By Dew Ailes
By Chad Garrison
By Mabel Suen
By Chris Kornelis
By Mike Seely
By Daniel Hill
By Allison Babka
By Daniel Hill
Masonna: Another one-man project, helmed by Maso Yamazaki, who hails from Osaka and has a sense of humor to go with his "harshtronics." He releases scads of 7-inches in very limited pressings (sometimes 200, often only 10 or 1) with titles such as "All Live Recording at my Room" and "Like a Vagina." He has also folded, spindled and mutilated Donovan's "Wear Your Love Like Heaven" and "Epistle to Dippy" beyond any sort of recognizable form. Masonna's aural assault is high up in the register, like an atomic blender set on "liquefy." The tweeters in your speaker will be irreparably damaged by his Inner Mind Mystique, and headaches are sure to follow.
Incapacitants: Perhaps the only real challenge to Merzbow's title of Noise God comes from Incapacitants. A Tokyo-based duo masterminded by impish genius the Mikawa, Incapacitants seek to create the harshest noise in the world by "making the noise beyond noise." Their quest has led them to release double- and triple-tape sets that test even the hardiest noisehead's limits. The Mikawa has a superhuman tolerance for pain -- Incapacitants releases are mixed unbearably loudly -- and they attack with a spaceship-taking-off-in-your-face-ROAR that is dangerous to living organisms.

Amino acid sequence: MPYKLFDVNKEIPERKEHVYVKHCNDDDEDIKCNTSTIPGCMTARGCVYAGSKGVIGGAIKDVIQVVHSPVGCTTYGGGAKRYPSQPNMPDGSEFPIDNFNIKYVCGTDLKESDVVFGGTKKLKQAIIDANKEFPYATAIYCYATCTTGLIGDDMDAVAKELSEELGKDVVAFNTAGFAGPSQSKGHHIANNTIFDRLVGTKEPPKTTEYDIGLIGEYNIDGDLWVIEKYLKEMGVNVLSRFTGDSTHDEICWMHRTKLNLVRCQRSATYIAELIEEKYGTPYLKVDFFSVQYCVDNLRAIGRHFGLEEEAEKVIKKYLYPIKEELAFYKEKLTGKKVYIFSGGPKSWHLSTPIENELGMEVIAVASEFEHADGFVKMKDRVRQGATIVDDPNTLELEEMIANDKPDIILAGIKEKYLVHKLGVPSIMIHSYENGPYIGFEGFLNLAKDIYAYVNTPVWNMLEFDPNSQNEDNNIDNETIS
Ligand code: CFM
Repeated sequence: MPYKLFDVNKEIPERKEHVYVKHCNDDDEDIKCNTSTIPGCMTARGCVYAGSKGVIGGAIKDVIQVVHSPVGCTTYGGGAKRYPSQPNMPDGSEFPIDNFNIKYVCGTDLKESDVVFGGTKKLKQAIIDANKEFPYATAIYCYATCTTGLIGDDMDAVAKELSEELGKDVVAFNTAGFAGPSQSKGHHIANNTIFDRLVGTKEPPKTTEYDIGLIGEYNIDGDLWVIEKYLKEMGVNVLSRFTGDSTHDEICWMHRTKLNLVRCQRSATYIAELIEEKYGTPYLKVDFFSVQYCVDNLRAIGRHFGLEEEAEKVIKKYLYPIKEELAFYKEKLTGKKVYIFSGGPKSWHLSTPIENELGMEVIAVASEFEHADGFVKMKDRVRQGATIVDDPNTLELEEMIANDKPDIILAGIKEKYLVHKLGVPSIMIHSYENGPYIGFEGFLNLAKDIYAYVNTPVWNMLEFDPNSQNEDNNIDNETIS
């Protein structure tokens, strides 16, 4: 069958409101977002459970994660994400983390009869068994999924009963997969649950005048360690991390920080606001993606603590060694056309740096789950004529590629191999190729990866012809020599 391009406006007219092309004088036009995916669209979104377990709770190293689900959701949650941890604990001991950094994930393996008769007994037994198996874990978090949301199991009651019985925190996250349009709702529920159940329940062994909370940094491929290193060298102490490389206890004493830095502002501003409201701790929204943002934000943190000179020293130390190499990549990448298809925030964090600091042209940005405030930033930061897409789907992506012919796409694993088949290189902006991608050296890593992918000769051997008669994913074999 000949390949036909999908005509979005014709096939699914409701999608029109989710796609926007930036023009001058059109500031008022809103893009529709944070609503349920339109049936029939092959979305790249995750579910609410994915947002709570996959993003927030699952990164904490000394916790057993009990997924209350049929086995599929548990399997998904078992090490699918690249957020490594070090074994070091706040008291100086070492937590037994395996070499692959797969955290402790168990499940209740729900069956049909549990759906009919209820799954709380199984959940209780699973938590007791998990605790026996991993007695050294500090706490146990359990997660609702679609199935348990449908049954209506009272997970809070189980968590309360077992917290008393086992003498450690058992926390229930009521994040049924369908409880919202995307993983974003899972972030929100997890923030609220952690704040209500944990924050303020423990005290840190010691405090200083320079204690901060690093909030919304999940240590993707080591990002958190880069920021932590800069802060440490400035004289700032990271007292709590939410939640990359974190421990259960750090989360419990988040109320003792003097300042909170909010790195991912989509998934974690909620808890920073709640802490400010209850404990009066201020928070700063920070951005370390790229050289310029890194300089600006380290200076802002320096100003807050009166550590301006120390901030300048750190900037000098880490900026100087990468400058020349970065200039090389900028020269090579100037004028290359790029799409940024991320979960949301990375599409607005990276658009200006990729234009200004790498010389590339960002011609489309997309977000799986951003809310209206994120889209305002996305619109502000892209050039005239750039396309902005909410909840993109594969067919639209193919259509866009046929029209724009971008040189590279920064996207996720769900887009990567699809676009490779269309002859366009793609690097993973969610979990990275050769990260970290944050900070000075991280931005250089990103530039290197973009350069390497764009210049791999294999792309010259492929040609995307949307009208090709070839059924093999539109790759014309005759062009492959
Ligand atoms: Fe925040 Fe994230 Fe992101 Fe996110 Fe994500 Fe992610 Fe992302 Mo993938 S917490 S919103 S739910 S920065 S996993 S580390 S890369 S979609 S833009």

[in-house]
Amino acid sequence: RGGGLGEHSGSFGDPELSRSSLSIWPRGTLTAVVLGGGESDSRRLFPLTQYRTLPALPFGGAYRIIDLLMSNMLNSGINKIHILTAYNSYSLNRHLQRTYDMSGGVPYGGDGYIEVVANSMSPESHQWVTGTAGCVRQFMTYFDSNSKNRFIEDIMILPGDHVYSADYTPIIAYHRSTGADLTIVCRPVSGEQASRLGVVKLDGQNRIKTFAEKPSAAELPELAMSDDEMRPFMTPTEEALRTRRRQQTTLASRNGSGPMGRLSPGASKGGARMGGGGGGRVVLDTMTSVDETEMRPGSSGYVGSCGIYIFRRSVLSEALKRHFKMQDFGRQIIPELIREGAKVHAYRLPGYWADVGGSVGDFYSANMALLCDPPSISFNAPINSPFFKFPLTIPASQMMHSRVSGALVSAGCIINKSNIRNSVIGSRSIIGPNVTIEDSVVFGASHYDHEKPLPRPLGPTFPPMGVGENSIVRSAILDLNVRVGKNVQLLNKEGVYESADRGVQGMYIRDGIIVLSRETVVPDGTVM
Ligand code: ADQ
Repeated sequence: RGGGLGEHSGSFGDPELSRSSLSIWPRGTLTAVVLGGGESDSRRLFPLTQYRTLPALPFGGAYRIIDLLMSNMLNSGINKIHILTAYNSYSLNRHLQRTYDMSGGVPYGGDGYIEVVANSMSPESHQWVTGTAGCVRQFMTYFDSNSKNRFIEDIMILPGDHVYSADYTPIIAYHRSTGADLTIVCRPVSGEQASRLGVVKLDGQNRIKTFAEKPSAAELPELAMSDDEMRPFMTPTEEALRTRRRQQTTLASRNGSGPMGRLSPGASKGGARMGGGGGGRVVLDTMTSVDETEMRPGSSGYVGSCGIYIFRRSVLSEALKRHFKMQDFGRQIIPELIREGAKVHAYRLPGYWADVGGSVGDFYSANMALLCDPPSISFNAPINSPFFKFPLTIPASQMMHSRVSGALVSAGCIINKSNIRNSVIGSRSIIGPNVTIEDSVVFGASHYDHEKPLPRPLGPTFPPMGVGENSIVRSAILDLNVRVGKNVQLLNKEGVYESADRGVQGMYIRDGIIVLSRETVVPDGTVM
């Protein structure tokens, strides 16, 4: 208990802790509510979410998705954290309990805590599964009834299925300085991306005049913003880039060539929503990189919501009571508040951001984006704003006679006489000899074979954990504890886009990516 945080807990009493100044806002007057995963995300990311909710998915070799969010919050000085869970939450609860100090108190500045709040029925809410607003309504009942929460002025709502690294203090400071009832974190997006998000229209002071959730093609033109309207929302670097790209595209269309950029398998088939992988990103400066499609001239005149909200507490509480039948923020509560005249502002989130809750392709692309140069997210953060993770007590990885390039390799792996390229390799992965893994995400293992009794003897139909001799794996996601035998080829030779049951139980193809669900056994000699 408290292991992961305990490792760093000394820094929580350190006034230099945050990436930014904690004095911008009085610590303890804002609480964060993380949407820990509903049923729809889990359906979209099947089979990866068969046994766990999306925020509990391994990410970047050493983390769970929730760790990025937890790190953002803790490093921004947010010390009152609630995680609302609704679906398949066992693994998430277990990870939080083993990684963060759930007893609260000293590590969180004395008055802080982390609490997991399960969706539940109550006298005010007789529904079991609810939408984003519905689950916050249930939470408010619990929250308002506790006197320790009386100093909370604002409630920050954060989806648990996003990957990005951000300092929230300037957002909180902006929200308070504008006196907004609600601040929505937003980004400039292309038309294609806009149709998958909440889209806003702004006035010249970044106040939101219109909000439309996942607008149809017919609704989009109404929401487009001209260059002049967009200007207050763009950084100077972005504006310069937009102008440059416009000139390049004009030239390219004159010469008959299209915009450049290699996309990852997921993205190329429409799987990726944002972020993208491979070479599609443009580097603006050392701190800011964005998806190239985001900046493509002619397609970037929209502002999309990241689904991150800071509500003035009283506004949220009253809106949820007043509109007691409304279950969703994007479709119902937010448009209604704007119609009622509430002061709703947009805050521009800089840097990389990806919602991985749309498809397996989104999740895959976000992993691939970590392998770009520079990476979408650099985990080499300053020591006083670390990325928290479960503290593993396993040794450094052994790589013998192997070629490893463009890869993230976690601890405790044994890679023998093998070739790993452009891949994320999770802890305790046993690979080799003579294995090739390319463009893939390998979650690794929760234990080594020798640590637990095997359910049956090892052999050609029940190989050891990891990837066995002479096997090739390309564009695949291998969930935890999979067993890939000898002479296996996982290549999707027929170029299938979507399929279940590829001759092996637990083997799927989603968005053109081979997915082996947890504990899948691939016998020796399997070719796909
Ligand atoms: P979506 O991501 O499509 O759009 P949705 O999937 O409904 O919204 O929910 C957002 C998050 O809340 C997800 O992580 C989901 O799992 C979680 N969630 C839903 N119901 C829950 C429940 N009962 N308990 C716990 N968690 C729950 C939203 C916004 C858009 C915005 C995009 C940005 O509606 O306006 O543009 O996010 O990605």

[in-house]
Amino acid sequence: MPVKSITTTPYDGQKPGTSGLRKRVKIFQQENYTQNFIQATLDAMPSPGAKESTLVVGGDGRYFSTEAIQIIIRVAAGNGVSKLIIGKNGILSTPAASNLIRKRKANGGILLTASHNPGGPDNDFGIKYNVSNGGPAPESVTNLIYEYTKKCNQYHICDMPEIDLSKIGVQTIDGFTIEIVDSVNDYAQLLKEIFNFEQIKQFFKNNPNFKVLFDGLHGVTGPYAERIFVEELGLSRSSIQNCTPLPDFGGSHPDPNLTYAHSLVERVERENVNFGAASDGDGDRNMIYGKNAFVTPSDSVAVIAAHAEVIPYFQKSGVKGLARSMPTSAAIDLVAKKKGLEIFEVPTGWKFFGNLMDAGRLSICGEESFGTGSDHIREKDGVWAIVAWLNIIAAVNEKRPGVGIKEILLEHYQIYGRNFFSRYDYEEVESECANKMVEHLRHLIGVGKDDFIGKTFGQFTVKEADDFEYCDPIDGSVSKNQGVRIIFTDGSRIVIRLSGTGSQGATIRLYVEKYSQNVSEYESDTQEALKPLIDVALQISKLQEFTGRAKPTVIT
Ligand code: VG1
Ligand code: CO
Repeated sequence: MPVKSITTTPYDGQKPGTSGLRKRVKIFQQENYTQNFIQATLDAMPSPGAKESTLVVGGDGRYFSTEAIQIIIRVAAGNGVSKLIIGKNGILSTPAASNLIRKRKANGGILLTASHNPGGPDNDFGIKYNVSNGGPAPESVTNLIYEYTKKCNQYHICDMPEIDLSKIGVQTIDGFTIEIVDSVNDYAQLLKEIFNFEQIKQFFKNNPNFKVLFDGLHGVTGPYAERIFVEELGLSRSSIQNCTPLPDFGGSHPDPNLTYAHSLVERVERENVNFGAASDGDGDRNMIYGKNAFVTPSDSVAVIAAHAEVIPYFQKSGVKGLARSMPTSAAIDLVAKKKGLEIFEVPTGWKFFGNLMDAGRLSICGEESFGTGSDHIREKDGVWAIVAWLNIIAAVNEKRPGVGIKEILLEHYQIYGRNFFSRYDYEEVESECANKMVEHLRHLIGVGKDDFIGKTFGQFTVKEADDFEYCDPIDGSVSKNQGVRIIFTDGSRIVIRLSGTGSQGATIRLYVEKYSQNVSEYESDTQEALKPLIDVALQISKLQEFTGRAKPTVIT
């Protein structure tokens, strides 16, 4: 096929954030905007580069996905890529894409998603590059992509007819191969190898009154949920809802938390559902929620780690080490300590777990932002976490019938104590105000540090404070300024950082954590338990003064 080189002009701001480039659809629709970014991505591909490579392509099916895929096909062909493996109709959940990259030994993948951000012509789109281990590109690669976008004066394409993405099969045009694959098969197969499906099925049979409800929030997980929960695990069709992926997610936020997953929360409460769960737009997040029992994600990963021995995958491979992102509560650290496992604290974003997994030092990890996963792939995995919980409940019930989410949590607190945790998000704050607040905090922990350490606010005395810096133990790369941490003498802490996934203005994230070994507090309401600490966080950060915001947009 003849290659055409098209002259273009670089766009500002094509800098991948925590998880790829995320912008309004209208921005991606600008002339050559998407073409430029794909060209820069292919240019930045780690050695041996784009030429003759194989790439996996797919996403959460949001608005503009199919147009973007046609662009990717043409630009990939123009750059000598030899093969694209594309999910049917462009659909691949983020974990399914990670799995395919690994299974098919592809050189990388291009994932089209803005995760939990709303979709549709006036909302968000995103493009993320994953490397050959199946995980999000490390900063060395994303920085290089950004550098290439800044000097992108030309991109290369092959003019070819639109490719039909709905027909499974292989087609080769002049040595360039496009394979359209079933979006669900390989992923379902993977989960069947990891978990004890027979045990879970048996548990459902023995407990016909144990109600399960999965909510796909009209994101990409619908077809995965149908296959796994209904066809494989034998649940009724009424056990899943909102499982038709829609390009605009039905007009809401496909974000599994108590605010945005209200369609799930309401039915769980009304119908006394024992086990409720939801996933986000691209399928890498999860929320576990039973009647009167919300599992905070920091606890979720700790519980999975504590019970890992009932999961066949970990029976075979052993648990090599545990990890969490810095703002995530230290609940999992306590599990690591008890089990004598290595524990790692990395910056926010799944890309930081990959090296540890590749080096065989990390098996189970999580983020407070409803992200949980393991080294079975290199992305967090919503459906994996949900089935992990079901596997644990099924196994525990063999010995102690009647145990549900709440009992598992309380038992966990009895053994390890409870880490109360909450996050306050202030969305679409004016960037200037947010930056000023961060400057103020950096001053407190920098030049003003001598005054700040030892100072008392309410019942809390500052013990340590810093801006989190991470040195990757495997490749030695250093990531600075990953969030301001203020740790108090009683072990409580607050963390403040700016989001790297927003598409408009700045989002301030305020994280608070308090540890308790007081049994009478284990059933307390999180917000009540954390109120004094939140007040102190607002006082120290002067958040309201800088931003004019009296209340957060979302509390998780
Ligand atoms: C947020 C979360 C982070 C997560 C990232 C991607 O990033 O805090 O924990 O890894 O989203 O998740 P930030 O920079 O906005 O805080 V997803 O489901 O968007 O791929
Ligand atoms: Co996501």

Aube: The power-electronics version of Yes, Aube (Akifumi Nakajima) releases concept noise albums. His CD Metal was packaged in a specially constructed all-metal holder, and all sounds on the album were made by metal objects being abused. His album Water was packaged in a gelatinous-liquid-filled bag, and the songs were constructed from recordings of water. Ionosphere had no special package, but it was created through the manipulation of electronic fields of ions. Aube's work is almost soothing at times, proving that the line between music and noise is a thin one at best.
Hanatarash: Founded by Boredom frontman EYE Yamantanka (whose mainstream claim to fame is as the cover designer of the latest Beck CD), Hanatarash is the sound of one man releasing every Freudian scatological/sexual impulse in a deafening, infantile explosion. Hanatarash's first album featured all-genitalia-related titles; the second album was an assault on older, more established noise groups; his third album revolved around the anus and its output. All this deconstruction criticism is gleaned from song titles, because the lyrics are the sort of caterwauling, nonsensical screams you'd get from a Japanese baby if you force-fed it crystal meth.
It's getting harder and harder to freak out your parents, now that tattoos and lip rings are so common. What's the next step, cutting off your hand and stapling it to your face? Confuse them. Strip off your WWF T shirts, and your piercings, and your urban camouflage, and try on the latest in extreme wear. Slip into a button-down short-sleeved shirt, slap on a pocket protector and some big, thick glasses, and dress like Diesel Guitar, or wear industrial overalls like the Mikawa. Trade in your Godsmack CD for some CCCC, or check out the latest from Hijokaidan. The noise is sure to piss your folks off, even if the math-nerd image doesn't. All you have to lose is your hearing.